Law enforcement agencies from five countries collaborated in a major operation to dismantle an intercontinental criminal network involved in smuggling migrants from Cuba into the European Union (EU).
The joint investigation, led by Europol and INTERPOL, resulted in the arrest of 62 individuals, 25 of whom were Cuban nationals. The smuggling ring used sophisticated methods and operated across Spain, Greece, and Serbia, facilitating the illegal entry of over 5,000 Cuban migrants into the EU for a staggering price of €9,000 per person.
The criminal network employed a widely-used messaging application to target vulnerable Cuban clients seeking to escape their circumstances. For a substantial fee, the network offered to arrange transportation, transfers, and provide forged documentation to facilitate the migrants’ passage into the EU.
€45 million profit
The intricate smuggling operation utilised a circuitous route: the criminals flew the Cuban migrants to Serbia, taking advantage of the visa-free entry policy into Serbia at the time. From there, the migrants were secretly transported to Greece before finally reaching Spain. The network’s illicit activities are estimated to have generated an astonishing profit of approximately €45 million.
The investigation revealed the sophisticated nature of the criminal infrastructure, with multiple cells operating in various cities across Spain, Greece, and Serbia. The network displayed adaptability, enabling it to continue its illegal activities despite changing circumstances and increased law enforcement scrutiny.
During the operation in June 2023, police officers from the three involved countries seized numerous criminal assets, including hundreds of forged documents, forgery equipment, 18 pieces of real estate, 33 vehicles, and 144 bank accounts. Additionally, significant sums of cash in various currencies were confiscated, dealing a significant blow to the criminal organisation.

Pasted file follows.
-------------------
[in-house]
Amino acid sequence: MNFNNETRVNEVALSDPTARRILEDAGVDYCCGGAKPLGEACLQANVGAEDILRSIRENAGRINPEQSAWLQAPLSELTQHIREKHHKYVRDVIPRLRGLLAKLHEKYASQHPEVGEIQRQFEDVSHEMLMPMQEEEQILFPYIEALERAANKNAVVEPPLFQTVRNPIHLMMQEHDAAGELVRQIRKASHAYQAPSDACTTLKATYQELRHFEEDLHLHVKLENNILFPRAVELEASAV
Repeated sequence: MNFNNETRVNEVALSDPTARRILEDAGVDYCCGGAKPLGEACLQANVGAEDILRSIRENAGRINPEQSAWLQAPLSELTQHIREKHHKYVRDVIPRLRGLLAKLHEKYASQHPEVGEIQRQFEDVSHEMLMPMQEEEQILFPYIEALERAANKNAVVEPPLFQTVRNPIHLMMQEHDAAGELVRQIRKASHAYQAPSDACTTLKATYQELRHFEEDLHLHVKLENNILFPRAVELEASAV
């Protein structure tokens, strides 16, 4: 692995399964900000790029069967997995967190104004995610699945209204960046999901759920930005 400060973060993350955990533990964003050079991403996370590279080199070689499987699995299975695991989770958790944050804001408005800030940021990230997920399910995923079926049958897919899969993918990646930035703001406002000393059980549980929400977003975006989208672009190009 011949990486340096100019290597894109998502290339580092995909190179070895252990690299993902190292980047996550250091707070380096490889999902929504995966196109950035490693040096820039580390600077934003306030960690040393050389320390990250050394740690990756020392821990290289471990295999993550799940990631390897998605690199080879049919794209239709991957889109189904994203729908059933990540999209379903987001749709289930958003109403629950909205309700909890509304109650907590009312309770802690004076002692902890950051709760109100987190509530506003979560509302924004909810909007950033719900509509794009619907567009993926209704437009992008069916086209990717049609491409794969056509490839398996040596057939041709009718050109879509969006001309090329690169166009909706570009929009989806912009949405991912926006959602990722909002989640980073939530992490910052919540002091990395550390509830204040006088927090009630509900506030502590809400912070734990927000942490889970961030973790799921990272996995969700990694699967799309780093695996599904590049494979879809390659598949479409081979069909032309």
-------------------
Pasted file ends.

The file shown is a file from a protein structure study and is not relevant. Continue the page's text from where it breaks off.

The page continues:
The investigation into this smuggling network was initiated in October 2021 when authorities in Serbia, Greece, North Macedonia, and Finland noticed a surge in Cuban citizens attempting to enter Europe with falsified documentation. In January 2023, a Joint Intelligence Notification issued by Europol, the European Union Agency for Asylum, and Frontex further highlighted the changing migrant smuggling routes due to the geopolitical landscape reshaped by the Russian war of aggression in Ukraine.
Before the war, Cuban nationals used to fly commercially to Russia and were then offered various routes to enter the EU illegally. However, the conflict in Ukraine led to a shift in the smuggling route, with Cuban nationals being flown to Serbia through Frankfurt airport in Germany. From there, they were clandestinely transported to Greece and North Macedonia, enduring perilous journeys in harsh conditions, including walking for hours without adequate supplies.
The criminal network exploited the vulnerability of the migrants, including minors and women, subjecting them to scams, robberies, and extortion. Shockingly, in some instances, women were even transferred to other criminal groups for sexual exploitation.
Europol played a crucial role in the operation, facilitating cooperation and coordination among the participating law enforcement agencies. Europol analysts and specialists were deployed to Spain, Greece, and Serbia, providing on-the-spot support with intelligence analysis and cross-match reports. Additionally, a team of Europol investigators based at their Headquarters in The Hague offered coordination and guidance throughout the operation.
The participating authorities included Germany’s Federal Police (Bundespolizei), Greece’s Hellenic Police and Hellenic Coast Guard, North Macedonia’s Ministry of Interior, and Serbia’s Ministry of Interior, Criminal Police Directorate, Service for Combating Organised Crime.
This successful operation signifies a significant step in combating transcontinental migrant smuggling and sends a clear message that international law enforcement agencies are committed to safeguarding the EU’s borders and protecting vulnerable migrants from exploitation.